MDCT-defined LT might be associated with worse hemodynamic and clinical outcomes after bAVR.
MEDLINE, EMBASE, Cochrane Library, and ClinicalTrial.gov were searched from inception to 15th April 2019. The fix-effect model was utilized to calculate odds ratio (OR) and 95% confidence interval (CI). The primary outcomes were hemodynamic stability indexes, including mean pressure gradient (MPG), left ventricular ejection fraction (LVEF), paravalvular leak (PVL), and clinical heart failure. The secondary endpoints were major adverse cardiovascular and cerebrovascular events (MACCEs), which consisted of myocardial infarction, all-cause death, stroke, and transient ischemic attack (TIA).
Twelve studies with 4820 patients were included. The total prevalence of MDCT-defined LT was 9.7%. MDCT-defined LT was associated with a significantly increased risk of MPG (inverse variance 0.43, 95% CI: [0.30, 0.57]), MACCEs (OR 2.43, 95% CI: [1.45, 4.06]), stroke (OR 1.79, 95% CI: [1.03, 3.11]), and TIA (OR 4.09, 95% CI: [1.59, 10.54]). There were no differences for other outcomes.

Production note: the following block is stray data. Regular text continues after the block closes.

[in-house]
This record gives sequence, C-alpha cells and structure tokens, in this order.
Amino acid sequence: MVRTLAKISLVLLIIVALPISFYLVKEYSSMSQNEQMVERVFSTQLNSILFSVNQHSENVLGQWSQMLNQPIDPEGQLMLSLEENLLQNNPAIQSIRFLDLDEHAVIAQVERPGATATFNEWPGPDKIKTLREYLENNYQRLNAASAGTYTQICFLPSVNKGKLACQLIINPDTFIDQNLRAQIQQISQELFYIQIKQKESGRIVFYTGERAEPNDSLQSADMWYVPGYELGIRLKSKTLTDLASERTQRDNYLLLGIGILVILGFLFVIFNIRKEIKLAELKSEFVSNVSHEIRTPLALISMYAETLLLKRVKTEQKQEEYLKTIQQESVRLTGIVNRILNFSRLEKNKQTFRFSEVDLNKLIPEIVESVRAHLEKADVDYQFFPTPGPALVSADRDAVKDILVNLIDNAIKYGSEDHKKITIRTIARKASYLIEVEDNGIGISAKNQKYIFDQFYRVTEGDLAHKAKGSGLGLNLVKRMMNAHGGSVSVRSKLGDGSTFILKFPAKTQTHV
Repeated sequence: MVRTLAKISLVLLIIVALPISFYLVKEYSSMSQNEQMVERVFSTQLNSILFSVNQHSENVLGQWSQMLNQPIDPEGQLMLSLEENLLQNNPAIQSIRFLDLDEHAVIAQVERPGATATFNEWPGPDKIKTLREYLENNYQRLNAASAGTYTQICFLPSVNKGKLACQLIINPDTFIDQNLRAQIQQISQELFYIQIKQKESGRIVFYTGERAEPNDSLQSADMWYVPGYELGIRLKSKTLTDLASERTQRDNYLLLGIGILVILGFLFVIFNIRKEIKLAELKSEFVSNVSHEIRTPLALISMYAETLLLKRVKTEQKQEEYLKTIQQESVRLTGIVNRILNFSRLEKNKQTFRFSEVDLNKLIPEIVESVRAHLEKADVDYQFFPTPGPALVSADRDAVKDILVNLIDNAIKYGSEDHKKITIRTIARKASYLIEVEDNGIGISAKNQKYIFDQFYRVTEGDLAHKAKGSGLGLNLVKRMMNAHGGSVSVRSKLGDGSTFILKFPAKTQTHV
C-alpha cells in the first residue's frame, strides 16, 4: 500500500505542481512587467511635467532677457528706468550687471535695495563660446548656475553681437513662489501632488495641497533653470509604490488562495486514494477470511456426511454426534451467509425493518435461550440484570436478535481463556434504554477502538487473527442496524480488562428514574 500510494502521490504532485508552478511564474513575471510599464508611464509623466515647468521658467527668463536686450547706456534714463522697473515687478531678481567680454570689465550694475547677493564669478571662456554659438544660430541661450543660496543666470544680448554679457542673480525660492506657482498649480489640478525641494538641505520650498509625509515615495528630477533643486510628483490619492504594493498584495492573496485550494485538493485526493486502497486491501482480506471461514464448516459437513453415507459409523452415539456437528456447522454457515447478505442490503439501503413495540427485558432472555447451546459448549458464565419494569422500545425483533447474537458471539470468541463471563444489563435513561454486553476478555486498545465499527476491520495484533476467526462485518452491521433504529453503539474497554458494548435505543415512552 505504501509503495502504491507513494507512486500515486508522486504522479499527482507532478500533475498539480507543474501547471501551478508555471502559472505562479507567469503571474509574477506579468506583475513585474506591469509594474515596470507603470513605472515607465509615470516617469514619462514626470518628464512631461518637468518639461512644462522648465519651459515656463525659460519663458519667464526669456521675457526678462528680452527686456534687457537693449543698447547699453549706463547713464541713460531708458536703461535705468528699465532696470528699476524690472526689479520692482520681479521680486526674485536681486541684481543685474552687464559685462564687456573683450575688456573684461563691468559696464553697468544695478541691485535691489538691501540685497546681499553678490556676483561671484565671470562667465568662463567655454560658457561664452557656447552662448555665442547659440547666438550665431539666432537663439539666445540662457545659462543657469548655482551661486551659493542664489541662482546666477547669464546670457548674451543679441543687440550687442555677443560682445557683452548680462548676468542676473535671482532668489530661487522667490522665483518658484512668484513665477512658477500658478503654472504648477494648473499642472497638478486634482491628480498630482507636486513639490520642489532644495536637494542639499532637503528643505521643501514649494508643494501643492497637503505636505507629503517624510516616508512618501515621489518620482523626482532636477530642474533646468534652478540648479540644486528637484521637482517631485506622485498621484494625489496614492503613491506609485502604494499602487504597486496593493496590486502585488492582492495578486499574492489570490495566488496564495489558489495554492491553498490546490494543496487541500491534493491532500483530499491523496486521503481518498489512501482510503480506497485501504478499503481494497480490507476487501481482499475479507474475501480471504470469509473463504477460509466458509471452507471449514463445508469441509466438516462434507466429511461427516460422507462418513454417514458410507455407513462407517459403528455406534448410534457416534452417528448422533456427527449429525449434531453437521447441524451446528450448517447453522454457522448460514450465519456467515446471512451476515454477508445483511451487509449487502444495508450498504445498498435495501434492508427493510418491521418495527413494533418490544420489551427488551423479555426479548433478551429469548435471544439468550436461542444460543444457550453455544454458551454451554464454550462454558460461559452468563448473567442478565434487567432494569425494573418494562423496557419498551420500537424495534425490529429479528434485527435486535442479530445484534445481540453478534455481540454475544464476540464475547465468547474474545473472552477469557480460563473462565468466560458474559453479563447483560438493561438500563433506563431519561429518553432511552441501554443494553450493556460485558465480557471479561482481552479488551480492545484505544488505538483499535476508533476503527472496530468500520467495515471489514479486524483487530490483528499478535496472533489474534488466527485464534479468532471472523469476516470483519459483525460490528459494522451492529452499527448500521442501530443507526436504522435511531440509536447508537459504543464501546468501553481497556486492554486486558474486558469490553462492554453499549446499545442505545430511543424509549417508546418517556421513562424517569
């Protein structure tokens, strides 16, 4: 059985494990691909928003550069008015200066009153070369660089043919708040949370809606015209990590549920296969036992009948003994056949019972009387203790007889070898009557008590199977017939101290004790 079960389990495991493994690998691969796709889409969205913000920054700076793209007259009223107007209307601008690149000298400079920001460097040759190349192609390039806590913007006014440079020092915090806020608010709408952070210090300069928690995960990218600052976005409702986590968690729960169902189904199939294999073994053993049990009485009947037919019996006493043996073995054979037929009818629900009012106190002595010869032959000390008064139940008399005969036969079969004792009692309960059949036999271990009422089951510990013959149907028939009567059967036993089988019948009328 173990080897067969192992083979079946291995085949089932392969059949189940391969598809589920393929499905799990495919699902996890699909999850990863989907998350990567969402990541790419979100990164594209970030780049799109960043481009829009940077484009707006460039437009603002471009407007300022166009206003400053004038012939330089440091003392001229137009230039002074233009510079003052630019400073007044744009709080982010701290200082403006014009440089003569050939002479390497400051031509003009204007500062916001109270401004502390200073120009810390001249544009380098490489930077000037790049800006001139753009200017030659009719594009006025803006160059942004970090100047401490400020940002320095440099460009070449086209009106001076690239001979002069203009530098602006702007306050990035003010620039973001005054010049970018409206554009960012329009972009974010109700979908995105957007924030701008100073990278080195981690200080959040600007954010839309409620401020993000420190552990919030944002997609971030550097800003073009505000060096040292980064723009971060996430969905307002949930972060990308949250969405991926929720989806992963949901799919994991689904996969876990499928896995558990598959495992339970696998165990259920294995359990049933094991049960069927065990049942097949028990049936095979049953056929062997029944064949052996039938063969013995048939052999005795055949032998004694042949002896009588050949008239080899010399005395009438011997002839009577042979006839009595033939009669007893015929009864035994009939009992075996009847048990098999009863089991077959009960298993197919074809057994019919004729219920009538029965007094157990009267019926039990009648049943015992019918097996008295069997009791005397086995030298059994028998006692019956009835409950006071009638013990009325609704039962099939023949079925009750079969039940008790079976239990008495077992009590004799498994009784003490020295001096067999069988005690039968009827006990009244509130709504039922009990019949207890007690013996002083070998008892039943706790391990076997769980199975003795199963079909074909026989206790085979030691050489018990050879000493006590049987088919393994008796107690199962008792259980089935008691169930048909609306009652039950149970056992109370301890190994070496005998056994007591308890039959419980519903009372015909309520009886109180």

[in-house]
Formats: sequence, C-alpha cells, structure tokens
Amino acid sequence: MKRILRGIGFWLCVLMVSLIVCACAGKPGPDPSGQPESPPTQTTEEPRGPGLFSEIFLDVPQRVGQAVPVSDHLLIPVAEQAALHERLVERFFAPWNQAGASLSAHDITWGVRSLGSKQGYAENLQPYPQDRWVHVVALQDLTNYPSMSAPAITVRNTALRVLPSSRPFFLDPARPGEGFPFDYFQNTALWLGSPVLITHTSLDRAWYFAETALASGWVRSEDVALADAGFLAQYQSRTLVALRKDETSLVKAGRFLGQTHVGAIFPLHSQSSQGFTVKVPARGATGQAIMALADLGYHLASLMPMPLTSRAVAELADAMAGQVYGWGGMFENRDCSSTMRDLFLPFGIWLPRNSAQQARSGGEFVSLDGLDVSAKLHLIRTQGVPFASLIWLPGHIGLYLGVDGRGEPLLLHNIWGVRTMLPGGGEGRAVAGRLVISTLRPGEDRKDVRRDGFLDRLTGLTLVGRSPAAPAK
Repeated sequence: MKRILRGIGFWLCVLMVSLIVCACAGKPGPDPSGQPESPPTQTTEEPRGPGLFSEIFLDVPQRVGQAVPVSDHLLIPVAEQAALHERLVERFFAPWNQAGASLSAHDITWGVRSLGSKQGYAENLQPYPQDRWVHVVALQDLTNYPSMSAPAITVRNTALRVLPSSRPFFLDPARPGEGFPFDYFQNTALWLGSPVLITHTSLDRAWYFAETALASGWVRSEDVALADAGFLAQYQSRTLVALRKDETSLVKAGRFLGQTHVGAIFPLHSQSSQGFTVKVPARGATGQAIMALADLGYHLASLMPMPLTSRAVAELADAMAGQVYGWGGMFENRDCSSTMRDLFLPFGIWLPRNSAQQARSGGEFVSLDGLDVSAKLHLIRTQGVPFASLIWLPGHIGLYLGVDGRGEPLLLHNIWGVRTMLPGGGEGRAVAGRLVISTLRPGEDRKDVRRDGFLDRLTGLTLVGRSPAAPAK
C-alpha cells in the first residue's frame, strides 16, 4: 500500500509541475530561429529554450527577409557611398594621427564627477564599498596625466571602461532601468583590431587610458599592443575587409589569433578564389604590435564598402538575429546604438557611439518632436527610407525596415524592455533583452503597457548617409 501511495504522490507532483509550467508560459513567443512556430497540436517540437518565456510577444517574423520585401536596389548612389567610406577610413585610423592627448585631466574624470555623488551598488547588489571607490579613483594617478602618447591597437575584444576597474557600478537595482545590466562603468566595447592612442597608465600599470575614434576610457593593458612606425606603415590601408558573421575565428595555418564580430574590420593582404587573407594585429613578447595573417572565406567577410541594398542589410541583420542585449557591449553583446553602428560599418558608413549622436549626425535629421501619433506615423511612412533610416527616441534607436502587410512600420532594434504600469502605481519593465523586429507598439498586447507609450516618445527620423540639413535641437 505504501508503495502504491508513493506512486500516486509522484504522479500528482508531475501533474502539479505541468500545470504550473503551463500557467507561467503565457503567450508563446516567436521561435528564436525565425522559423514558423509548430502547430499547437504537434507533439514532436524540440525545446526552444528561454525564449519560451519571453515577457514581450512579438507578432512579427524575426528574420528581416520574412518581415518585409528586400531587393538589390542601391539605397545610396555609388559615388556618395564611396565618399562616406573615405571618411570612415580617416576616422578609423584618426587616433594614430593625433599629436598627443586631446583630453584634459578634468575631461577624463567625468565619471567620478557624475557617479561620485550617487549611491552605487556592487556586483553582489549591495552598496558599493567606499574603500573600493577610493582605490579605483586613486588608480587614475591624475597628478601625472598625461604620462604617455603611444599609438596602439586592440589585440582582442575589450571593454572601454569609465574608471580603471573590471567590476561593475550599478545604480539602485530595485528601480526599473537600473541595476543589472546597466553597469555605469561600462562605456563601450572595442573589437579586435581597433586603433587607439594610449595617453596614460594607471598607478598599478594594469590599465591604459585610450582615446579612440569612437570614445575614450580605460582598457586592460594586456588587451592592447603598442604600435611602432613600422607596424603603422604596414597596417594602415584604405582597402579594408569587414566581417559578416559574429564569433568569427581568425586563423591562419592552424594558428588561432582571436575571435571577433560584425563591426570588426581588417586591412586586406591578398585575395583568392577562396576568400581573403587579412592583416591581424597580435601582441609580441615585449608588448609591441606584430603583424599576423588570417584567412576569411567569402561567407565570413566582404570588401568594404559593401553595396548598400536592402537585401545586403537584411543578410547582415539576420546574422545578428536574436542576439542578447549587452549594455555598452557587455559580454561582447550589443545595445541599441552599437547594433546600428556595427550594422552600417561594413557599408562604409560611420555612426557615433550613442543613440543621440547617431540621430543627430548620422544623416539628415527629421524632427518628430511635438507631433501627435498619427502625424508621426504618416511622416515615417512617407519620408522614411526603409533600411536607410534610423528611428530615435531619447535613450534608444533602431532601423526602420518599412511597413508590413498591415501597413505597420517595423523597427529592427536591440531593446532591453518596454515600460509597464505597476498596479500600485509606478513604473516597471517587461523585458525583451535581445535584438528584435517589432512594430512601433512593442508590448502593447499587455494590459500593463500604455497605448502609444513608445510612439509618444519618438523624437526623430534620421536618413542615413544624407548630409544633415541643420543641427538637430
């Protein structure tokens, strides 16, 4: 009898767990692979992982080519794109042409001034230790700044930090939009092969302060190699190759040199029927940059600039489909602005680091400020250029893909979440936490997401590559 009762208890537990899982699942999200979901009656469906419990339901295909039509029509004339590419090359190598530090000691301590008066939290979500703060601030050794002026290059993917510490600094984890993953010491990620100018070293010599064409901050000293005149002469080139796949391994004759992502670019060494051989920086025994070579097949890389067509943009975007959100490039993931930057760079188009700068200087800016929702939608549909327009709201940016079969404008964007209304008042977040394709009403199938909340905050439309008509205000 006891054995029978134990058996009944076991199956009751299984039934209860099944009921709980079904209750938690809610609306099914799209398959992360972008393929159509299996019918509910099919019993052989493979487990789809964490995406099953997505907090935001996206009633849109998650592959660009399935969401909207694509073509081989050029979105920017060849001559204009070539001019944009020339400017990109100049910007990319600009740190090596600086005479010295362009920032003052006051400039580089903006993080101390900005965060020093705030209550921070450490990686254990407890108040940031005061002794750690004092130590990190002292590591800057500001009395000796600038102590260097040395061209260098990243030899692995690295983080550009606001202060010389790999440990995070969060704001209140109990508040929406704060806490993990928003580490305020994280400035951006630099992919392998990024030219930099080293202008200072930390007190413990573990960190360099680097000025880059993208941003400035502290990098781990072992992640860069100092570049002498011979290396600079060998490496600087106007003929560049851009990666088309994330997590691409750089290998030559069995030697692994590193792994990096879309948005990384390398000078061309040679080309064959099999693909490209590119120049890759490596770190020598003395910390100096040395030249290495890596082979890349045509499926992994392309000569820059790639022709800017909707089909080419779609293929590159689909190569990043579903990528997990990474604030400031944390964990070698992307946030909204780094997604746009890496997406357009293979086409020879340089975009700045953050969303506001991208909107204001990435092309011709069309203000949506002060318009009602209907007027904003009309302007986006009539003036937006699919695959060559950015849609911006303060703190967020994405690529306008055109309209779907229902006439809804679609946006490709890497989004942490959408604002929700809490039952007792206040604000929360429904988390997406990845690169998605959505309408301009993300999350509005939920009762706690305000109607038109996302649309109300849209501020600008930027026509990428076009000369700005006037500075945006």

MDCT-defined LT after bAVR is associated with increased MPG and increased risk of adverse cerebrovascular events, including TIA and stroke. While LVEF, PVL, and clinical heart failure were similar between patient with and without LT.
© 2020 The Authors. Clinical Cardiology published by Wiley Periodicals, Inc.